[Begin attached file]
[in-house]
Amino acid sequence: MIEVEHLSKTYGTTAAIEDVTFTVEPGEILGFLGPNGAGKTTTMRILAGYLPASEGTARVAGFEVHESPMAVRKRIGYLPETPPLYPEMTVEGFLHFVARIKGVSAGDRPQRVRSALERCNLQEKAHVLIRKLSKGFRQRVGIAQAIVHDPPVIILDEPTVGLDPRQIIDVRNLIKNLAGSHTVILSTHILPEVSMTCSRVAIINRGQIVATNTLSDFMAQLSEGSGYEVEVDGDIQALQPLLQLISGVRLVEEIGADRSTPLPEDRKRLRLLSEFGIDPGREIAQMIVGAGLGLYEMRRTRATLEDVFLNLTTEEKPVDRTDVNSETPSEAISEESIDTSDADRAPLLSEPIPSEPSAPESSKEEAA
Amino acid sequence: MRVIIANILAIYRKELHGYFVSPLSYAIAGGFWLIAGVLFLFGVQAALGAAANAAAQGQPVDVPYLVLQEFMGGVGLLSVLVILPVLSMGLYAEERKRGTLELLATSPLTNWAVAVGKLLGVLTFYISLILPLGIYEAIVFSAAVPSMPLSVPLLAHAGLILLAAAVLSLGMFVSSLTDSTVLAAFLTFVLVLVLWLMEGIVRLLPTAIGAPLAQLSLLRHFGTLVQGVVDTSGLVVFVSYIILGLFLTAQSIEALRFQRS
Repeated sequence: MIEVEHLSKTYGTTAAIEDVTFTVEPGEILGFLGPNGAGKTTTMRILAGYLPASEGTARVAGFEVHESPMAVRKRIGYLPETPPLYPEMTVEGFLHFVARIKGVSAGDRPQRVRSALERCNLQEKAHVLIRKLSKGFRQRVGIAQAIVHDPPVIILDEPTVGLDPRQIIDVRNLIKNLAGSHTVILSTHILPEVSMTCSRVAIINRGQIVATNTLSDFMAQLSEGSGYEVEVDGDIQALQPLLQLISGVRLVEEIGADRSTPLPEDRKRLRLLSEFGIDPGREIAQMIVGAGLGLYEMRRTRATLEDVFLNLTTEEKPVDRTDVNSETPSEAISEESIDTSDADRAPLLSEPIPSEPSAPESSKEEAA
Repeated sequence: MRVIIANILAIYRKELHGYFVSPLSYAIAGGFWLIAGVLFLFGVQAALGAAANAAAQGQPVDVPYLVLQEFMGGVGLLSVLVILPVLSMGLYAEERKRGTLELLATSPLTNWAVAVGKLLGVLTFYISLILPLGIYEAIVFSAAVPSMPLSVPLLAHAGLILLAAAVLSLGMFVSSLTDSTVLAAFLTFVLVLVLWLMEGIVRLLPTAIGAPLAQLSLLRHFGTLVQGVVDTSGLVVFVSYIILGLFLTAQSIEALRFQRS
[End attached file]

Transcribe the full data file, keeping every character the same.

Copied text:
[in-house]
Amino acid sequence: MIEVEHLSKTYGTTAAIEDVTFTVEPGEILGFLGPNGAGKTTTMRILAGYLPASEGTARVAGFEVHESPMAVRKRIGYLPETPPLYPEMTVEGFLHFVARIKGVSAGDRPQRVRSALERCNLQEKAHVLIRKLSKGFRQRVGIAQAIVHDPPVIILDEPTVGLDPRQIIDVRNLIKNLAGSHTVILSTHILPEVSMTCSRVAIINRGQIVATNTLSDFMAQLSEGSGYEVEVDGDIQALQPLLQLISGVRLVEEIGADRSTPLPEDRKRLRLLSEFGIDPGREIAQMIVGAGLGLYEMRRTRATLEDVFLNLTTEEKPVDRTDVNSETPSEAISEESIDTSDADRAPLLSEPIPSEPSAPESSKEEAA
Amino acid sequence: MRVIIANILAIYRKELHGYFVSPLSYAIAGGFWLIAGVLFLFGVQAALGAAANAAAQGQPVDVPYLVLQEFMGGVGLLSVLVILPVLSMGLYAEERKRGTLELLATSPLTNWAVAVGKLLGVLTFYISLILPLGIYEAIVFSAAVPSMPLSVPLLAHAGLILLAAAVLSLGMFVSSLTDSTVLAAFLTFVLVLVLWLMEGIVRLLPTAIGAPLAQLSLLRHFGTLVQGVVDTSGLVVFVSYIILGLFLTAQSIEALRFQRS
Repeated sequence: MIEVEHLSKTYGTTAAIEDVTFTVEPGEILGFLGPNGAGKTTTMRILAGYLPASEGTARVAGFEVHESPMAVRKRIGYLPETPPLYPEMTVEGFLHFVARIKGVSAGDRPQRVRSALERCNLQEKAHVLIRKLSKGFRQRVGIAQAIVHDPPVIILDEPTVGLDPRQIIDVRNLIKNLAGSHTVILSTHILPEVSMTCSRVAIINRGQIVATNTLSDFMAQLSEGSGYEVEVDGDIQALQPLLQLISGVRLVEEIGADRSTPLPEDRKRLRLLSEFGIDPGREIAQMIVGAGLGLYEMRRTRATLEDVFLNLTTEEKPVDRTDVNSETPSEAISEESIDTSDADRAPLLSEPIPSEPSAPESSKEEAA
Repeated sequence: MRVIIANILAIYRKELHGYFVSPLSYAIAGGFWLIAGVLFLFGVQAALGAAANAAAQGQPVDVPYLVLQEFMGGVGLLSVLVILPVLSMGLYAEERKRGTLELLATSPLTNWAVAVGKLLGVLTFYISLILPLGIYEAIVFSAAVPSMPLSVPLLAHAGLILLAAAVLSLGMFVSSLTDSTVLAAFLTFVLVLVLWLMEGIVRLLPTAIGAPLAQLSLLRHFGTLVQGVVDTSGLVVFVSYIILGLFLTAQSIEALRFQRS